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Destination Docklands – Jean Michel Jarre [#365]

Screen Shot 2015-07-27 at 19.15.12For someone who isn’t a fan of French electro musician Jean Michel Jarre, I seem to have a fair few of his albums.

This is the album of the performance that my brother told me that I should watch when it was on the telly because ancient law stated that I must like Jarre. It was the same brother that insisted that it was a once in a lifetime futuristic event because Jarre would be playing laser harps and in the future we would all be playing laser harps. Playing laser harps and going to the moon on holiday with our jet packs.

Nearly 27 years later we’re still waiting for laser harps, jet packs and holidays on the moon. Instead I settle for driving to Wales on my holiday in my Golf with my musical instrument of choice the human body (mine). Jarre on the other hand is pretty much the same.

And that’s the problem.


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Concerts in China – Jean Michel Jarre [#301]

The_Concerts_in_China_Jarre_AlbumJarre spreads European culture and music technology to the exotic Far East by playing gigs in Beijing and Shanghai then brings back a little bit of Chinese culture and musical influence to the West.

This album is a live, yes a live, compilation best of thing. Just like all the other live best of compilations in this project only this time, to make it different, you know it’s recorded in China. Wow! Actually in CHINA!

Sure there are a few “Concerts in China” specific tracks on the album but the bulk is just live versions of tracks from previous albums recorded in China. It also sees Jarre whip out his laser harp. I even remember my brother telling me to watch Jarre play the laser harp on TV because it was a groundbreaking, never to be seen again, instrument.  Earth shattering never happened, Jarre went on to do more albums and laser harps will never beat seeing the Gamelan play live in Liverpool Philharmonic Hall.


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Chronologie – Jean Michel Jarre [#271]

CHANGES+IN+MINDChronologie – Jean Michel Jarre

Hello, another guest post here from Steelrattus.

I first encountered Jean Michel Jarre as a teenager. I was very fortunate in that my mum worked at a library, so it meant I took a particular interest in books. Then in the 80s libraries started to have cassettes, and later on CDs. This meant I could listen to a lot more music than my pocket would normally afford, and I could also experiment a lot more. This is where I first strayed across Jean Michel Jarre. I wasn’t really aware of him being a popular artist – if his albums were in the charts I didn’t notice – although later on as an adult I realised he was pretty popular.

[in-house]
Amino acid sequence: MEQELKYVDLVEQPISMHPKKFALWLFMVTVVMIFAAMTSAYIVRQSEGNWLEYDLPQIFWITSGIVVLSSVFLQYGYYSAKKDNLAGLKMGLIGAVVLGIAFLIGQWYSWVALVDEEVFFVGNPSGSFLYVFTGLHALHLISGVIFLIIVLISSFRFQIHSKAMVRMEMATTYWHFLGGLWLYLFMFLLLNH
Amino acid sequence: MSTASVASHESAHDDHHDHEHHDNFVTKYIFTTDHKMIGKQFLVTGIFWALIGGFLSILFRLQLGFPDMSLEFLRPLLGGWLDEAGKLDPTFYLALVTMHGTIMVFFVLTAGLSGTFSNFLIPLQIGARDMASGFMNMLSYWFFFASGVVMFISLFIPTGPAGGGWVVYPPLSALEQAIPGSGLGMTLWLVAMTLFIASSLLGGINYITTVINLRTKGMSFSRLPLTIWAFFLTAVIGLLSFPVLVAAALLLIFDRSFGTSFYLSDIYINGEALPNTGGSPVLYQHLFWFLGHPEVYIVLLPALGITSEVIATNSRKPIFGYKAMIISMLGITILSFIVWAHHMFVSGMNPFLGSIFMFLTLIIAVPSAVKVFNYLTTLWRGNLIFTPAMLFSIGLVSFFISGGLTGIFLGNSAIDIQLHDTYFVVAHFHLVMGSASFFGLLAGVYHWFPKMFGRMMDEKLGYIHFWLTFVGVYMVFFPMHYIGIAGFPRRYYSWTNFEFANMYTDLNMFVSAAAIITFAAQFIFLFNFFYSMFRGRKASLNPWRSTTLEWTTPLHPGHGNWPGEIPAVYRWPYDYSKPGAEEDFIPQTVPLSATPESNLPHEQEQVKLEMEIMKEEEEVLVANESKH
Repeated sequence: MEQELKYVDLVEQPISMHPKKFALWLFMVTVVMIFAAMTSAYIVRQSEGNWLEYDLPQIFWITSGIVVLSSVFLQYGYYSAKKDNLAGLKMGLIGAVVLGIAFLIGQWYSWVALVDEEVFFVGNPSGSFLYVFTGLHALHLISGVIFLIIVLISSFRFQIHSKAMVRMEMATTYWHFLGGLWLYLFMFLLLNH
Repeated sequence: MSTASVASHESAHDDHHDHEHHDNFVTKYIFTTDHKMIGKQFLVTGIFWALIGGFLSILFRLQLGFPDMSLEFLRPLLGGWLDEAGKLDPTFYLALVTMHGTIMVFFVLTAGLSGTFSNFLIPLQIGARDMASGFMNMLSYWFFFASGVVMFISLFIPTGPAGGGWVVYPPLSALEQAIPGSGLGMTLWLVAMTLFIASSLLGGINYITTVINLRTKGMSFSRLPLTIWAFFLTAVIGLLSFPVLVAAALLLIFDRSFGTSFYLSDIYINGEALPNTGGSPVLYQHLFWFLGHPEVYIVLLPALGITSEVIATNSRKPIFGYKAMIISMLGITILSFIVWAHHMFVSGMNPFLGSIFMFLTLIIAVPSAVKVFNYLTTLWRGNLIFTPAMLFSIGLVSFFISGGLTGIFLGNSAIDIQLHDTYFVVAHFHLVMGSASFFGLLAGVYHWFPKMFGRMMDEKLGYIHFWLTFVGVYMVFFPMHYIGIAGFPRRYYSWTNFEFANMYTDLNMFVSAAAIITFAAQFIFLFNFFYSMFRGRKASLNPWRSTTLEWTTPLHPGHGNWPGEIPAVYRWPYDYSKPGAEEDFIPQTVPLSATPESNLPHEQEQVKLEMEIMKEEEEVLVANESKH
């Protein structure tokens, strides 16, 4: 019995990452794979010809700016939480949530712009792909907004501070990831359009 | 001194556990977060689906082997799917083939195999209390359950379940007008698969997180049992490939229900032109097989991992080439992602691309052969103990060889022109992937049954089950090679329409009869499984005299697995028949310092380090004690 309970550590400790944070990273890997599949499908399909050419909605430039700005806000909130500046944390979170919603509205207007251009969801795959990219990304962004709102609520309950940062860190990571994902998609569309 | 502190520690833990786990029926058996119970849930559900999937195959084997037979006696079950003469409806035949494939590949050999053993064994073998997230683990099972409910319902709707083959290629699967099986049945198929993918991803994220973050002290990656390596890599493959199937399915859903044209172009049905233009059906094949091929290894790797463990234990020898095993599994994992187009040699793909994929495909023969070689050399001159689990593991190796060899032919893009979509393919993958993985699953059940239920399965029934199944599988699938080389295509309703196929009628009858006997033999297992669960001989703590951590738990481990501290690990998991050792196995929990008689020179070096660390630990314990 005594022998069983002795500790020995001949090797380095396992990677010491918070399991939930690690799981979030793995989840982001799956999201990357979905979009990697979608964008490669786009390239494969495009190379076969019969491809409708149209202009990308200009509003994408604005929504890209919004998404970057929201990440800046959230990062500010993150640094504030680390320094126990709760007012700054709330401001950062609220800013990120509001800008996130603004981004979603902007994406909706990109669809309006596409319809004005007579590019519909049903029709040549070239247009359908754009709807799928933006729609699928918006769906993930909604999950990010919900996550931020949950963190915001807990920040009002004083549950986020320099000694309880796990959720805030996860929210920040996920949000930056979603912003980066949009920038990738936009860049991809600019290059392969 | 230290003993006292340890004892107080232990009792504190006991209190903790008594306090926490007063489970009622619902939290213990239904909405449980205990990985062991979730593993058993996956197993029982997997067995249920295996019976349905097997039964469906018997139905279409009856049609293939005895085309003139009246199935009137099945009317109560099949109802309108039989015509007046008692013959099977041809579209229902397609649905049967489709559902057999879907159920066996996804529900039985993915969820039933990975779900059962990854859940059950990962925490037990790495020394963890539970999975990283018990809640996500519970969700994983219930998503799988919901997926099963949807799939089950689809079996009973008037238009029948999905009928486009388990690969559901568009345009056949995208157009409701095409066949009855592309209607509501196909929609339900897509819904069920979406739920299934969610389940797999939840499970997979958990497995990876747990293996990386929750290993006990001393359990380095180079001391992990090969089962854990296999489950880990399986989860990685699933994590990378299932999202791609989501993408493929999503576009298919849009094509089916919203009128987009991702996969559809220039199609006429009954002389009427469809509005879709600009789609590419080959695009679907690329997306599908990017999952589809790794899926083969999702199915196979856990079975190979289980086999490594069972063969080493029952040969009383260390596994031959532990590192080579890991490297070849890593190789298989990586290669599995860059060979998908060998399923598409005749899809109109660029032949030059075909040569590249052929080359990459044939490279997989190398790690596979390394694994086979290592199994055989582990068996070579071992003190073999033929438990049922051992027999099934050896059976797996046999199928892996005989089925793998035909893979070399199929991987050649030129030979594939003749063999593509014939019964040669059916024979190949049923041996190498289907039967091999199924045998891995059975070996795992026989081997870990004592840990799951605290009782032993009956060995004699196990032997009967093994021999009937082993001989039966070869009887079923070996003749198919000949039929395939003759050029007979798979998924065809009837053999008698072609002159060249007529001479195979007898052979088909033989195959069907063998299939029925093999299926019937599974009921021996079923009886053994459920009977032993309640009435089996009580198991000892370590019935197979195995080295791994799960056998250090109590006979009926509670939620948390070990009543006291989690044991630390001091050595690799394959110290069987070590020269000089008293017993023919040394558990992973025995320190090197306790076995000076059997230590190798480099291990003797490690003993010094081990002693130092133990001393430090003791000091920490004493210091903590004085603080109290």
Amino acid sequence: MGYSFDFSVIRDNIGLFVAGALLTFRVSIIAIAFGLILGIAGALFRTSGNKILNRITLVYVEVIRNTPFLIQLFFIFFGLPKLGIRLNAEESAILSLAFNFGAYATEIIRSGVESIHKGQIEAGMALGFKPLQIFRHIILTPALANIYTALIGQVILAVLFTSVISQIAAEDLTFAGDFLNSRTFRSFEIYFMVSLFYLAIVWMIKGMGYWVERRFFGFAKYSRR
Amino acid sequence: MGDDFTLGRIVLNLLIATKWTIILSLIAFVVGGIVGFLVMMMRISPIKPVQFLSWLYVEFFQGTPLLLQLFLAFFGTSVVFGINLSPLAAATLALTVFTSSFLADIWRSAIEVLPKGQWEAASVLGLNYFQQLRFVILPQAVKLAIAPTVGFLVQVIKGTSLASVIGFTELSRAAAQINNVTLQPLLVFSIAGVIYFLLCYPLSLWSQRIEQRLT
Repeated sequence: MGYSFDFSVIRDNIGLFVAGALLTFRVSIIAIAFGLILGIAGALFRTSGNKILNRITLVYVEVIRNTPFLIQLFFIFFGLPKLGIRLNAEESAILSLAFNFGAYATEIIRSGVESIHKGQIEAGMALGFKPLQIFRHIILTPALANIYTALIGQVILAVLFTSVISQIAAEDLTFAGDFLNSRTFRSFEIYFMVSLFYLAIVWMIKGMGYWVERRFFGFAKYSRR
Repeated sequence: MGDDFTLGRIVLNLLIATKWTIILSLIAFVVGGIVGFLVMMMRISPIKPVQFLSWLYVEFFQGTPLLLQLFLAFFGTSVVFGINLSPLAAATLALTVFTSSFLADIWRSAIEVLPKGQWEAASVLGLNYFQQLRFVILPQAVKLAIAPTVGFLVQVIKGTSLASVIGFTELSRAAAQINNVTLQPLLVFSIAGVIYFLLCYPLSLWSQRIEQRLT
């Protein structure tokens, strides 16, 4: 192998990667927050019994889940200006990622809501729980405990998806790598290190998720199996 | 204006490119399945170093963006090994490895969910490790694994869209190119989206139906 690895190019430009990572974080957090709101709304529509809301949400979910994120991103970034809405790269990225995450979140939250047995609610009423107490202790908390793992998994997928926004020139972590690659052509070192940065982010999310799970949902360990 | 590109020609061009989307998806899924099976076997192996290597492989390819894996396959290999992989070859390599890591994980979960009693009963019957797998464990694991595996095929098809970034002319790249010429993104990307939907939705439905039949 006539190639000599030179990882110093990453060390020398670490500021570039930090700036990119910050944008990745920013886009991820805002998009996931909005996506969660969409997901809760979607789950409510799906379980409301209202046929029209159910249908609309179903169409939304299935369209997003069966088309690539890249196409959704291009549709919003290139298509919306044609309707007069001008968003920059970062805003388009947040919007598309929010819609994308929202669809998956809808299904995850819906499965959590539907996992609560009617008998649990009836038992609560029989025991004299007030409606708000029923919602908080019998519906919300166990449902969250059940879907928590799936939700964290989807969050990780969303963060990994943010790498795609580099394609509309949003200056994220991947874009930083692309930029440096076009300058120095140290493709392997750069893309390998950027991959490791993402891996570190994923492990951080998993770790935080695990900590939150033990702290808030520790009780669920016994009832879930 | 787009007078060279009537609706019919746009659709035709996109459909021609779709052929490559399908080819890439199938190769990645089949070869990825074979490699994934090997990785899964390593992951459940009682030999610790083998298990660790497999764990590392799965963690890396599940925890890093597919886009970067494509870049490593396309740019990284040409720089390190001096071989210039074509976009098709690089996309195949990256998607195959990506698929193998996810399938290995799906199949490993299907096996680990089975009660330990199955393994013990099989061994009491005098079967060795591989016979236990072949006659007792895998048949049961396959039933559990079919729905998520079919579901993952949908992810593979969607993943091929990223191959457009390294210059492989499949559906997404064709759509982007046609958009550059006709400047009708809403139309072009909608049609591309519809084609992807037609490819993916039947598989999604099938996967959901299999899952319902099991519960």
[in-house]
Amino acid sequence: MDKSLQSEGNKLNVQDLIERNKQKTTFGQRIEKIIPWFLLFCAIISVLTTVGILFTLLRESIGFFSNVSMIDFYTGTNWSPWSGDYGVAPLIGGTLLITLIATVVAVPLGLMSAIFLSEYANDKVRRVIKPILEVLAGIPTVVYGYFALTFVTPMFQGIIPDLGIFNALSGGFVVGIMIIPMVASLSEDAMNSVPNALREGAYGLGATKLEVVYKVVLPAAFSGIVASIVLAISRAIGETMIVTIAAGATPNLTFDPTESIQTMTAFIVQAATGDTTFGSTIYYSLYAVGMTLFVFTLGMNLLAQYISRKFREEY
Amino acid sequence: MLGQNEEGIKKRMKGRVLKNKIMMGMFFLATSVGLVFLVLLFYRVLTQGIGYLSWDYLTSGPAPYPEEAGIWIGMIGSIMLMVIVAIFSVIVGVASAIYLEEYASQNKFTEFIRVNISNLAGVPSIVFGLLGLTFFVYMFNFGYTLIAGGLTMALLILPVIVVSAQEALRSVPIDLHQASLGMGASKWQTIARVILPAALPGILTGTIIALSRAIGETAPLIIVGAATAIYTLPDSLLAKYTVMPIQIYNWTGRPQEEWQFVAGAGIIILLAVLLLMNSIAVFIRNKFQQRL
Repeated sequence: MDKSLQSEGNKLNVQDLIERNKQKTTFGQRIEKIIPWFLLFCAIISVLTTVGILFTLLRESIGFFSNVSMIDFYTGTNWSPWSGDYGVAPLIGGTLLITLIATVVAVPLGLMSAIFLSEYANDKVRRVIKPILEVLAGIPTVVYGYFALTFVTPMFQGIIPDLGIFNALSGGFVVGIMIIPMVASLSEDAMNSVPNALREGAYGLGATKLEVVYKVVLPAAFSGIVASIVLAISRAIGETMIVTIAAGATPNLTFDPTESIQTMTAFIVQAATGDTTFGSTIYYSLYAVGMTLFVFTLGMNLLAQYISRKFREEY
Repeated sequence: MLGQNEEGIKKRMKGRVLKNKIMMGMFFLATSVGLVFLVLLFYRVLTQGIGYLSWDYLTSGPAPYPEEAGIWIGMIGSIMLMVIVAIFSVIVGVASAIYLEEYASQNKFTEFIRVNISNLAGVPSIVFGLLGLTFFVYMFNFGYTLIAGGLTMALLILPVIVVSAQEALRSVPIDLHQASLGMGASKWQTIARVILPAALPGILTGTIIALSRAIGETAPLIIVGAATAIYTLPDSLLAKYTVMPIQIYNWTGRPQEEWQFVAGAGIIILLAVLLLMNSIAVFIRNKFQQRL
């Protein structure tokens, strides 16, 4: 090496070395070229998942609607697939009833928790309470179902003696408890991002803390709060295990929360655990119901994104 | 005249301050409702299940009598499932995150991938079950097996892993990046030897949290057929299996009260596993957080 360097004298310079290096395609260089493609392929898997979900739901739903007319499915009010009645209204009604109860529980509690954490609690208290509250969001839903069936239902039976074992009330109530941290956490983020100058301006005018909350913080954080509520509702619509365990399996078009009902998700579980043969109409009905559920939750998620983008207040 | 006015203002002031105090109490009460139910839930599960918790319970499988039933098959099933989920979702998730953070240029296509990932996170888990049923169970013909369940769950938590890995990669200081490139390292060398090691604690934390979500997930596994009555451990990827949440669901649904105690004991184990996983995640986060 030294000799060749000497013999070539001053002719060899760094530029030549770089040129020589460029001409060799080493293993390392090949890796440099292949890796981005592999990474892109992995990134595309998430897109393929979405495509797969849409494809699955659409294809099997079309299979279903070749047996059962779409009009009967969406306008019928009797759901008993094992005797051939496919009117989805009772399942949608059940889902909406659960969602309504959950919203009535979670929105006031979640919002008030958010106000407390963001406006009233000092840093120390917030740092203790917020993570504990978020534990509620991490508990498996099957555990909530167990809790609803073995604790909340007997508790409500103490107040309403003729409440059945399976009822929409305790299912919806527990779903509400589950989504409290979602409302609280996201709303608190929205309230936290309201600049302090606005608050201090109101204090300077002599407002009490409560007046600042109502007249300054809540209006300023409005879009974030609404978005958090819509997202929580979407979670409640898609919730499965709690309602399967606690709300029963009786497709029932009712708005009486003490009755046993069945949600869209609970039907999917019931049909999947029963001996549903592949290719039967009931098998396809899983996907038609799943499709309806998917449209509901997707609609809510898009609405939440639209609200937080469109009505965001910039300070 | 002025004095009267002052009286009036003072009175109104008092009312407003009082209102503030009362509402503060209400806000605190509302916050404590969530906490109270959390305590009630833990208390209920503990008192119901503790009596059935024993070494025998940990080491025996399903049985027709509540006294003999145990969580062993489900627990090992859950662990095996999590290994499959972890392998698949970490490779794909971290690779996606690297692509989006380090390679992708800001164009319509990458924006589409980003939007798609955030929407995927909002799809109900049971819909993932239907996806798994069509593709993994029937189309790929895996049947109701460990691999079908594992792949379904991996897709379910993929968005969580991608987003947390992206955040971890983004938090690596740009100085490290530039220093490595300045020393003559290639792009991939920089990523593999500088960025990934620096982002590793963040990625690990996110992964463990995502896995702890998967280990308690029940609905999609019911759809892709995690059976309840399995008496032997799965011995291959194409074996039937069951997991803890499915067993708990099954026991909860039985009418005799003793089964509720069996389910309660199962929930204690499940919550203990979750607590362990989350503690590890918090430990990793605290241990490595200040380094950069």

For those who have not listened to Jarre before, his music is synthesiser based. But there is, or at least was, something quite special about it. He did something different with it, weaving together a mixture of sound effects and music to create his own unique style. I’m not aware of anyone who has copied him, or anyone that he copied, but I suppose the most similar artist I can think of is Vangelis, yet he’s still markedly different. In my opinion Jarre has also managed that tricky balance of keeping a style, yet making each album different enough to be interesting.

Chronologie is Jarre’s eleventh album. For me it fits in with a chain of others, starting with Oxygene (his third album), and leading on to Equinoxe, Magnetic Fields, Rendez-vous, Revolutions, and then Chronologie. These particular albums all had a rather epic feel and a thread that runs through them. I hadn’t realised Jarre had released two albums before Oxygene, but I’m guessing there is a reason why I have never heard of them – every musician needs time to reach their best. There are other albums in-between these, such as Music for Supermarkets and Zoolook, but I don’t feel they fit the particular style of this list of six albums.